Short-Term Very High Carbohydrate Diet and Gut-Training Have Minor Effects on Gastrointestinal Status and Performance in Highly Trained Endurance Athletes

Andy King, Naroa Etxebarria, Meg Ross, Laura Garvican-Lewis, Ida A. Heikura, Alannah K A McKay, Nicolin Tee, Sara F. Forbes, Nicole Beard, Philo U. Saunders, Avish Sharma, Stephanie K Gaskell, Ricardo J.S. Costa, Louise M Burke

Research output: Contribution to journalArticlepeer-review

Abstract

We implemented a multi-pronged strategy (MAX) involving chronic (2 weeks high carbohydrate [CHO] diet + gut-training) and acute (CHO loading + 90 g·h−1 CHO during exercise) strategies to promote endogenous and exogenous CHO availability, compared with strategies reflecting lower ranges of current guidelines (CON) in two groups of athletes. Nineteen elite male race walkers (MAX: 9; CON:10) undertook a 26 km race-walking session before and after the respective interventions to investigate gastrointestinal function (absorption capacity), integrity (epithelial injury), and symptoms (GIS). We observed considerable individual variability in responses, resulting in a statistically significant (p < 0.001) yet likely clinically insignificant increase (Δ 736 pg·mL−1) in I-FABP after exercise across all trials, with no significant differences in breath H2 across exercise (p = 0.970). MAX was associated with increased GIS in the second half of the exercise, especially in upper GIS (p < 0.01). Eighteen highly trained male and female distance runners (MAX: 10; CON: 8) then completed a 35 km run (28 km steady-state + 7 km time-trial) supported by either a slightly modified MAX or CON strategy. Inter-individual variability was observed, without major differences in epithelial cell intestinal fatty acid binding protein (I-FABP) or GIS, due to exercise, trial, or group, despite the 3-fold increase in exercise CHO intake in MAX post-intervention. The tight-junction (claudin-3) response decreased in both groups from pre- to post-intervention. Groups achieved a similar performance improvement from pre- to post-intervention (CON = 39 s [95 CI 15–63 s]; MAX = 36 s [13–59 s]; p = 0.002). Although this suggests that further increases in CHO availability above current guidelines do not confer additional advantages, limitations in our study execution (e.g., confounding loss of BM in several individuals despite a live-in training camp environment and significant increases in aerobic capacity due to intensified training) may have masked small differences. Therefore, athletes should meet the minimum CHO guidelines for training and competition goals, noting that, with practice, increased CHO intake can be tolerated, and may contribute to performance outcomes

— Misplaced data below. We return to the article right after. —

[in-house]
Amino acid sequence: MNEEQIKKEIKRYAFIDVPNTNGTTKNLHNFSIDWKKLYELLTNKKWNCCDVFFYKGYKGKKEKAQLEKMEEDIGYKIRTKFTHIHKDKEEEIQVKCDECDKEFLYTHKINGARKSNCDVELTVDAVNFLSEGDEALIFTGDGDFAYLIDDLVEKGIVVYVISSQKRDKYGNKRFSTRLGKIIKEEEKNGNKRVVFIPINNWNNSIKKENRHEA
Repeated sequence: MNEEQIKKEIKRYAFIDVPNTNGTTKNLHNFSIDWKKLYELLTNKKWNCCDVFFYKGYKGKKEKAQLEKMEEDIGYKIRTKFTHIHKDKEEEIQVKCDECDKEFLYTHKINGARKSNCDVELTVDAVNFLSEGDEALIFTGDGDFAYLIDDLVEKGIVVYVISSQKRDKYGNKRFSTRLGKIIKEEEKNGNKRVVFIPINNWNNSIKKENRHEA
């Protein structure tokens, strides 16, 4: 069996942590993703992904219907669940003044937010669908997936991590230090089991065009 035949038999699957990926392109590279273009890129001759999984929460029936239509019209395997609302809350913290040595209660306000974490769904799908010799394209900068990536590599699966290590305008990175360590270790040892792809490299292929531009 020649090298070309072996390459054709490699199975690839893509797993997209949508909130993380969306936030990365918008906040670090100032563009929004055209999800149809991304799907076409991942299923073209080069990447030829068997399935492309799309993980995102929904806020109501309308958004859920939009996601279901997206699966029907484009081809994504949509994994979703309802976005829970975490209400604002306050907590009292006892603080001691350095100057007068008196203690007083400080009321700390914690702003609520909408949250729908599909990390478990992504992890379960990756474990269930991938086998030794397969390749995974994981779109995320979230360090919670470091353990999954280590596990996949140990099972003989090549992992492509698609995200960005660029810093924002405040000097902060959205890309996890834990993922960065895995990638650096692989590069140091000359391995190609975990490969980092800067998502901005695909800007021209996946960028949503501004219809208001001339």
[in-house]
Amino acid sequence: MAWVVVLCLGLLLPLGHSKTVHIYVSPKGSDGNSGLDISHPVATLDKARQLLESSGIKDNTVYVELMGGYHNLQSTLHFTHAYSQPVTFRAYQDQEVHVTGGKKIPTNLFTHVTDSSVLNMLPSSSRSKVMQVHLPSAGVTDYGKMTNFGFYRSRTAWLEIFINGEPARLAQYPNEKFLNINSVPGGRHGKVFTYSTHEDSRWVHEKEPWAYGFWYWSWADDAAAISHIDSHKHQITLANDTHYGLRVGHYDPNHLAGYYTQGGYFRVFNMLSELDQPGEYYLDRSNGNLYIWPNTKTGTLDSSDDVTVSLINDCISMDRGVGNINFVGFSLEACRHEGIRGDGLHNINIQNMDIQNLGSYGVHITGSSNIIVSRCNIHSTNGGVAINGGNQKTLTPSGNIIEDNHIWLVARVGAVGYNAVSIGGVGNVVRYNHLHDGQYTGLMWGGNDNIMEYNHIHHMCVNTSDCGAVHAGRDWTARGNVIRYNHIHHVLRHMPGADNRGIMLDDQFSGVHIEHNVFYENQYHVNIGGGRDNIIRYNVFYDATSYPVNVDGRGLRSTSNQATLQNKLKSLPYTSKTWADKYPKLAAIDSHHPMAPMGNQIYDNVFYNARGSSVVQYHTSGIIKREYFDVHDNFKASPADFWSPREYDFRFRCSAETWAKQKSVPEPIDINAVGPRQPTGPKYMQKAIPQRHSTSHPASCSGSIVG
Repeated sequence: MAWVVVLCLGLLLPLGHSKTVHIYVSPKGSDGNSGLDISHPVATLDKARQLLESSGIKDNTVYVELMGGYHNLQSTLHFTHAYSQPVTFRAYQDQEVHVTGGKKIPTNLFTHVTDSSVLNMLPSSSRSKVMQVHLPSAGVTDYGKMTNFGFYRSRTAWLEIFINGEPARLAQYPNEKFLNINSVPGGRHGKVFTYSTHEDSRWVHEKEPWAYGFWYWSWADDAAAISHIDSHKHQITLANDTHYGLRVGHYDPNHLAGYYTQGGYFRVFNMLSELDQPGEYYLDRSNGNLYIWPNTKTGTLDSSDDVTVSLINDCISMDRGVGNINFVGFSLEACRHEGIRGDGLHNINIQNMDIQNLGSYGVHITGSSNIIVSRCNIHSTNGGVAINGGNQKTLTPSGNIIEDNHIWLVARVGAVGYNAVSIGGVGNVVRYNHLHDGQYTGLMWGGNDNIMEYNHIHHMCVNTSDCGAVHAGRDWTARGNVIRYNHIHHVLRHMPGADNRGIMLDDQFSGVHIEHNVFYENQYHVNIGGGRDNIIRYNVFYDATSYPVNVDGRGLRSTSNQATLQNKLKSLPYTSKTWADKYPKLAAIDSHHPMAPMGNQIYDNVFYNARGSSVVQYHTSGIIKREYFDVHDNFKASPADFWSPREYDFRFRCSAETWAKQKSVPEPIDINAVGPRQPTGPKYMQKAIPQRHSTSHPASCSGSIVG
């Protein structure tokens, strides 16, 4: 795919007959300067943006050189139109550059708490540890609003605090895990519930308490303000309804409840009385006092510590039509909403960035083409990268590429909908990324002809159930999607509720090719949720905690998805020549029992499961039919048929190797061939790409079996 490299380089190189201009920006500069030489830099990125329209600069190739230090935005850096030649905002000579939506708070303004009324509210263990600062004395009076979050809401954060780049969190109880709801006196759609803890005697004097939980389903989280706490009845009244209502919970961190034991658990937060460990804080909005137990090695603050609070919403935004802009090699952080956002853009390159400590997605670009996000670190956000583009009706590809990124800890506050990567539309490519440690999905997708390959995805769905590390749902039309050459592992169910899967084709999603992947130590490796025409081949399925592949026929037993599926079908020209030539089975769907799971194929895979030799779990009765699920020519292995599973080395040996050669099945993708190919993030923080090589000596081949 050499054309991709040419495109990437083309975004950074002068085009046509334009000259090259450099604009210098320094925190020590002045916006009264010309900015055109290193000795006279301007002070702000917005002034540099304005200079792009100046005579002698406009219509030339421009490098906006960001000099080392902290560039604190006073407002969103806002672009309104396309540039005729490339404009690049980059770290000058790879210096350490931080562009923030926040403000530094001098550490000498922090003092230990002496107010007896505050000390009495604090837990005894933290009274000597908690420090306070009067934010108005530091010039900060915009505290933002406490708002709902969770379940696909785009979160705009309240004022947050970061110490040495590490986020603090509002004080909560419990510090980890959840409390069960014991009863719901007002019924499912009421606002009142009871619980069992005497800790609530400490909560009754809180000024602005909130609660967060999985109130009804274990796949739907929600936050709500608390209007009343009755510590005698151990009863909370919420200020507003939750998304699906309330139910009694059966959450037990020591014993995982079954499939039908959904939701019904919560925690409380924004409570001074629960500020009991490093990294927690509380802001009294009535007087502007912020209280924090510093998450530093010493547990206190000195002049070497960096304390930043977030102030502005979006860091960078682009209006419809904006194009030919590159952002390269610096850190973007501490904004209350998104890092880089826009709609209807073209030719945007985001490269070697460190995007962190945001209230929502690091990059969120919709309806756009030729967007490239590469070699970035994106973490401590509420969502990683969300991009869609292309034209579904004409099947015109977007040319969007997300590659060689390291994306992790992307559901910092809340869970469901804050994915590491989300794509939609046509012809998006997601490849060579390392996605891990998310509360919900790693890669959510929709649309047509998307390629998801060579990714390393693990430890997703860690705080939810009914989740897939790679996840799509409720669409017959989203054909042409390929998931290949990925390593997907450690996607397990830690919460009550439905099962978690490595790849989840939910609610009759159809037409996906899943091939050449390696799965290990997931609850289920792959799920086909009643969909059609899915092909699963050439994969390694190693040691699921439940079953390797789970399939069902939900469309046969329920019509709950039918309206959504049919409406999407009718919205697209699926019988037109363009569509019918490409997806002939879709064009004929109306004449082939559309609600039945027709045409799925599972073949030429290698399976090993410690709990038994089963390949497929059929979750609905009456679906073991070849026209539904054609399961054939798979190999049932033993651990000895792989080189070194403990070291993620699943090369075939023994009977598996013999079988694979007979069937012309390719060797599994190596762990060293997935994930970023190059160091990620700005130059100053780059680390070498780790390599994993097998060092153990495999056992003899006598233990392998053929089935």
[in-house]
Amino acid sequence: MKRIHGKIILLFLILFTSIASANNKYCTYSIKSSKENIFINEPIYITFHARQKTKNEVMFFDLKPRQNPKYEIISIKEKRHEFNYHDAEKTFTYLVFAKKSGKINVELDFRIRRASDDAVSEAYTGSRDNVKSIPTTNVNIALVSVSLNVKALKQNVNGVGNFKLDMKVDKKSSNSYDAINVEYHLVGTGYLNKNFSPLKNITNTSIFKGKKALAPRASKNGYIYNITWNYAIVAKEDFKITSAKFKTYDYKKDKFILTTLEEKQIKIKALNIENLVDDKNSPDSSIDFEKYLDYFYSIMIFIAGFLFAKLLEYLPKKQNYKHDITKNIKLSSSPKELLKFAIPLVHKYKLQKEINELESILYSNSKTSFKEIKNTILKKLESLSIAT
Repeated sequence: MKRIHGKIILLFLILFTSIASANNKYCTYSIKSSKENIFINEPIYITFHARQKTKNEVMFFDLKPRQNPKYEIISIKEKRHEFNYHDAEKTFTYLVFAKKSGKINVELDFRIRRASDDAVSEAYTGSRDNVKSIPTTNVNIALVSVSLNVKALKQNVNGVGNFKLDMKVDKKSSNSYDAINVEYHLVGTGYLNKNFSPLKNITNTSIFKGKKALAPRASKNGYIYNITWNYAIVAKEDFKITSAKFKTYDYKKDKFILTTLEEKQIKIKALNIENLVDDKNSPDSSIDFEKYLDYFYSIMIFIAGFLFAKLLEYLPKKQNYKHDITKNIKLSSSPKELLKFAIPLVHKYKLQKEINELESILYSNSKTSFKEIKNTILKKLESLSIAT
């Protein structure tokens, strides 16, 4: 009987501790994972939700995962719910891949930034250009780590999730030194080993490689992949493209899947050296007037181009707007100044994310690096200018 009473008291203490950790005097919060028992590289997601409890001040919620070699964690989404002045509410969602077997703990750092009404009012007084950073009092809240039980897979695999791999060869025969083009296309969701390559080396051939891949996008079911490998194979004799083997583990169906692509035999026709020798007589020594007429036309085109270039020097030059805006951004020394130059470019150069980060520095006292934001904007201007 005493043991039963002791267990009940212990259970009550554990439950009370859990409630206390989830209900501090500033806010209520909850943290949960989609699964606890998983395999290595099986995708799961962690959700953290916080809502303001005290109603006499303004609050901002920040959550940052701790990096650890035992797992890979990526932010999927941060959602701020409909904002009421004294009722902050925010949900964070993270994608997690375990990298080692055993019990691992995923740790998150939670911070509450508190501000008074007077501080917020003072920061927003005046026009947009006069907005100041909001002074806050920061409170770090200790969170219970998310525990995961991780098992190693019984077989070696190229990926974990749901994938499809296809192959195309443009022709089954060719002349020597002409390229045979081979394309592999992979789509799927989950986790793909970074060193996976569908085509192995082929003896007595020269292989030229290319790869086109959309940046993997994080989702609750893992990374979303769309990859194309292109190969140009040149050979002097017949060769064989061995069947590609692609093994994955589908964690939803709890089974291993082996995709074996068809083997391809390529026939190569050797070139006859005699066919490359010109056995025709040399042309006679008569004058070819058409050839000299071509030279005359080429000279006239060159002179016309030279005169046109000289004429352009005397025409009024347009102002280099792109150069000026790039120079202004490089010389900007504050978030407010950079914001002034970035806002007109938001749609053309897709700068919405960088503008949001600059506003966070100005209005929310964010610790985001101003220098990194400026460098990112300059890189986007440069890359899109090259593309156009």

Original languageEnglish
Pages (from-to)1-24
Number of pages24
JournalNutrients
Volume14
Issue number9
DOIs
Publication statusPublished - 26 Apr 2022

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